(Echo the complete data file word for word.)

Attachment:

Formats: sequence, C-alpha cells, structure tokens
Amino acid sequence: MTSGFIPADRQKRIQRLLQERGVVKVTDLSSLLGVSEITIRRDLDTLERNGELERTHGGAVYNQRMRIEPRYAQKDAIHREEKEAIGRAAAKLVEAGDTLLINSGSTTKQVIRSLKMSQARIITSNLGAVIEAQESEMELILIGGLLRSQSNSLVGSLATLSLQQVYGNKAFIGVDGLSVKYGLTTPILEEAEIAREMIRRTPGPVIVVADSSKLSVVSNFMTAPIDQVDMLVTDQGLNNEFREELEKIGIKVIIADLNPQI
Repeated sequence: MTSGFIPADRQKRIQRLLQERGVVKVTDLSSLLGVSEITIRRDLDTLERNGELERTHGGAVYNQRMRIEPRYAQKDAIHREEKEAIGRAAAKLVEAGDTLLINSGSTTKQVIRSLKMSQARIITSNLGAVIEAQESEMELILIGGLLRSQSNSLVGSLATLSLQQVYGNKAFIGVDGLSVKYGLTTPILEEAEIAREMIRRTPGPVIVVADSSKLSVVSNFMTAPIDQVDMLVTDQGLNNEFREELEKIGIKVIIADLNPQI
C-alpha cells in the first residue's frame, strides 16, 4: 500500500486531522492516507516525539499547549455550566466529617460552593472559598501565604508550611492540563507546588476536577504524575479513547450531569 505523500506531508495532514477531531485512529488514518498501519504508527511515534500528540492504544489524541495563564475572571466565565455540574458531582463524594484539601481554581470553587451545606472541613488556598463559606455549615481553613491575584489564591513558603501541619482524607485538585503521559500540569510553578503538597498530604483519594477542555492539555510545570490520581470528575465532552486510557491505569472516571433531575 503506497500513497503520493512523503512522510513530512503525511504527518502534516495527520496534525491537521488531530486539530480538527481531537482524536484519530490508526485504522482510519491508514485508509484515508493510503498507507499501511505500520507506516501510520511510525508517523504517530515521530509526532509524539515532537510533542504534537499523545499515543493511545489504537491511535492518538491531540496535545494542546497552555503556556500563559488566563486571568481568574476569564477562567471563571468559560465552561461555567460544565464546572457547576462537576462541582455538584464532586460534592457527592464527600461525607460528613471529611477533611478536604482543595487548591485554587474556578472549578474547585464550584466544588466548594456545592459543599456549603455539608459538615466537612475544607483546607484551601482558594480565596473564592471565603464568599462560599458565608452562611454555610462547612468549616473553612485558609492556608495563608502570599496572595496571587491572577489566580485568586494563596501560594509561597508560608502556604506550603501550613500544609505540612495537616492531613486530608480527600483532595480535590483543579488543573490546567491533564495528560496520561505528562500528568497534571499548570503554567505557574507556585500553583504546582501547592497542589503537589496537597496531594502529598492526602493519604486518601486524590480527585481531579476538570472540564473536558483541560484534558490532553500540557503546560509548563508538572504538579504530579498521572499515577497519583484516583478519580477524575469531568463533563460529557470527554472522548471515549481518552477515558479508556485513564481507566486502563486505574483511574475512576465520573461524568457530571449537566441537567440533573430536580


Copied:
Formats: sequence, C-alpha cells, structure tokens
Amino acid sequence: MTSGFIPADRQKRIQRLLQERGVVKVTDLSSLLGVSEITIRRDLDTLERNGELERTHGGAVYNQRMRIEPRYAQKDAIHREEKEAIGRAAAKLVEAGDTLLINSGSTTKQVIRSLKMSQARIITSNLGAVIEAQESEMELILIGGLLRSQSNSLVGSLATLSLQQVYGNKAFIGVDGLSVKYGLTTPILEEAEIAREMIRRTPGPVIVVADSSKLSVVSNFMTAPIDQVDMLVTDQGLNNEFREELEKIGIKVIIADLNPQI
Repeated sequence: MTSGFIPADRQKRIQRLLQERGVVKVTDLSSLLGVSEITIRRDLDTLERNGELERTHGGAVYNQRMRIEPRYAQKDAIHREEKEAIGRAAAKLVEAGDTLLINSGSTTKQVIRSLKMSQARIITSNLGAVIEAQESEMELILIGGLLRSQSNSLVGSLATLSLQQVYGNKAFIGVDGLSVKYGLTTPILEEAEIAREMIRRTPGPVIVVADSSKLSVVSNFMTAPIDQVDMLVTDQGLNNEFREELEKIGIKVIIADLNPQI
C-alpha cells in the first residue's frame, strides 16, 4: 500500500486531522492516507516525539499547549455550566466529617460552593472559598501565604508550611492540563507546588476536577504524575479513547450531569 505523500506531508495532514477531531485512529488514518498501519504508527511515534500528540492504544489524541495563564475572571466565565455540574458531582463524594484539601481554581470553587451545606472541613488556598463559606455549615481553613491575584489564591513558603501541619482524607485538585503521559500540569510553578503538597498530604483519594477542555492539555510545570490520581470528575465532552486510557491505569472516571433531575 503506497500513497503520493512523503512522510513530512503525511504527518502534516495527520496534525491537521488531530486539530480538527481531537482524536484519530490508526485504522482510519491508514485508509484515508493510503498507507499501511505500520507506516501510520511510525508517523504517530515521530509526532509524539515532537510533542504534537499523545499515543493511545489504537491511535492518538491531540496535545494542546497552555503556556500563559488566563486571568481568574476569564477562567471563571468559560465552561461555567460544565464546572457547576462537576462541582455538584464532586460534592457527592464527600461525607460528613471529611477533611478536604482543595487548591485554587474556578472549578474547585464550584466544588466548594456545592459543599456549603455539608459538615466537612475544607483546607484551601482558594480565596473564592471565603464568599462560599458565608452562611454555610462547612468549616473553612485558609492556608495563608502570599496572595496571587491572577489566580485568586494563596501560594509561597508560608502556604506550603501550613500544609505540612495537616492531613486530608480527600483532595480535590483543579488543573490546567491533564495528560496520561505528562500528568497534571499548570503554567505557574507556585500553583504546582501547592497542589503537589496537597496531594502529598492526602493519604486518601486524590480527585481531579476538570472540564473536558483541560484534558490532553500540557503546560509548563508538572504538579504530579498521572499515577497519583484516583478519580477524575469531568463533563460529557470527554472522548471515549481518552477515558479508556485513564481507566486502563486505574483511574475512576465520573461524568457530571449537566441537567440533573430536580